The 2013-14 college basketball season is still over 100 days from starting.
Rather than waiting until mid-October to get in the mood for another awesome year of buzzer beaters and surprising upsets, take advantage of the summer to tear into some great books on college hoops.
Here is a recommended reading list that will help you get behind-the-scenes stories from some of the best sports journalists in the business.
When you look behind the scenes of something, you may be surprised by what you find.
Tom Penders’ had an extensive and notable college basketball coaching career.
His most recent University of Houston bio states that he posted a 638-438 36-season record, taking four different schools (Rhode Island, Texas, George Washington and Houston) to the NCAA tournament.
“Dead Coach Walking: Tom Penders Surviving and Thriving in College Hoops,” gives us the chance to see the good, the bad and the ugly of Penders’ four decades spent in college basketball.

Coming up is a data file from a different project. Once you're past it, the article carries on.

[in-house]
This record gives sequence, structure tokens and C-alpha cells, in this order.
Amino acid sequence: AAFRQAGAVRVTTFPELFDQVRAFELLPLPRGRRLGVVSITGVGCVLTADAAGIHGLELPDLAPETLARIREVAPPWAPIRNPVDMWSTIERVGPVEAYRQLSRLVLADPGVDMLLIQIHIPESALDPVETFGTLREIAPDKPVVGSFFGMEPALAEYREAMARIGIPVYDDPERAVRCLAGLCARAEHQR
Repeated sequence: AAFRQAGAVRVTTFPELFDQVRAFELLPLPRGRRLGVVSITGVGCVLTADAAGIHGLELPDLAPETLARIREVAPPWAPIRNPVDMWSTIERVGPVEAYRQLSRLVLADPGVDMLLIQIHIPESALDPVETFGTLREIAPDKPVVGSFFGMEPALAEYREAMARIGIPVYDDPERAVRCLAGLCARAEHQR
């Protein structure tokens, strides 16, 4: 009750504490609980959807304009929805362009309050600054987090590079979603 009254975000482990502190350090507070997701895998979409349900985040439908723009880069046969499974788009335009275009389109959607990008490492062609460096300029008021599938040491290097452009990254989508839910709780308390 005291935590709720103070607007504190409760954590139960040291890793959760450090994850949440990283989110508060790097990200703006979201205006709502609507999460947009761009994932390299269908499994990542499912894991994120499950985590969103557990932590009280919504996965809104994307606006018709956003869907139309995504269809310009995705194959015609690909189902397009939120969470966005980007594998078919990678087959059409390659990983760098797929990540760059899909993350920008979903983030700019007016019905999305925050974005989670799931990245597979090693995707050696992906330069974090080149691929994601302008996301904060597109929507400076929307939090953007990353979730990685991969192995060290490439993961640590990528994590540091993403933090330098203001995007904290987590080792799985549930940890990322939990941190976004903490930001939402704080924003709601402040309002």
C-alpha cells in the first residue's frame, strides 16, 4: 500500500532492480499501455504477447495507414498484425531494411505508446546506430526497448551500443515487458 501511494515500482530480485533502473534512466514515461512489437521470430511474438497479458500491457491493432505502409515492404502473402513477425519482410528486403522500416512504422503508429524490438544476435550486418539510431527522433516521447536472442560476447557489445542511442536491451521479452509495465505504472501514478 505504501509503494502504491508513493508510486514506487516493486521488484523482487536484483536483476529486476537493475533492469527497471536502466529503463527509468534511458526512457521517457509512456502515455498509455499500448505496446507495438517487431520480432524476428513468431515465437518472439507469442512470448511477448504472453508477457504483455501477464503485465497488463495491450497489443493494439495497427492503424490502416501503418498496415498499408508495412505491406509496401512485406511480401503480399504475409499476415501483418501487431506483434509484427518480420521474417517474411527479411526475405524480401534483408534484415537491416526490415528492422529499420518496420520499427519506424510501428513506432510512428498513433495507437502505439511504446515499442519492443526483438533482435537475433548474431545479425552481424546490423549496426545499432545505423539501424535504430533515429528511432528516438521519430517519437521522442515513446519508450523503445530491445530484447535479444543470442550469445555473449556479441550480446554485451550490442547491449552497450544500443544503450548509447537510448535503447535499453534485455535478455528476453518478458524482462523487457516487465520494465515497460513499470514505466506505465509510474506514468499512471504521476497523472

Not everyone can relate to superstars and celebrities.
Almost everyone knows what it is like to ride the pine, sit the bench or be the last person chosen.
Mark Titus was a four-year member of the Ohio State Buckeyes’ men’s basketball program. During his collegiate hoops career (if you can call it a career), Titus scored a grand total of nine points.
“Don't Put Me In, Coach: My Incredible NCAA Journey from the End of the Bench to the End of the Bench” is not hard-hitting investigative journalism. It is an irreverent and light-hearted look at life inside of NCAA basketball.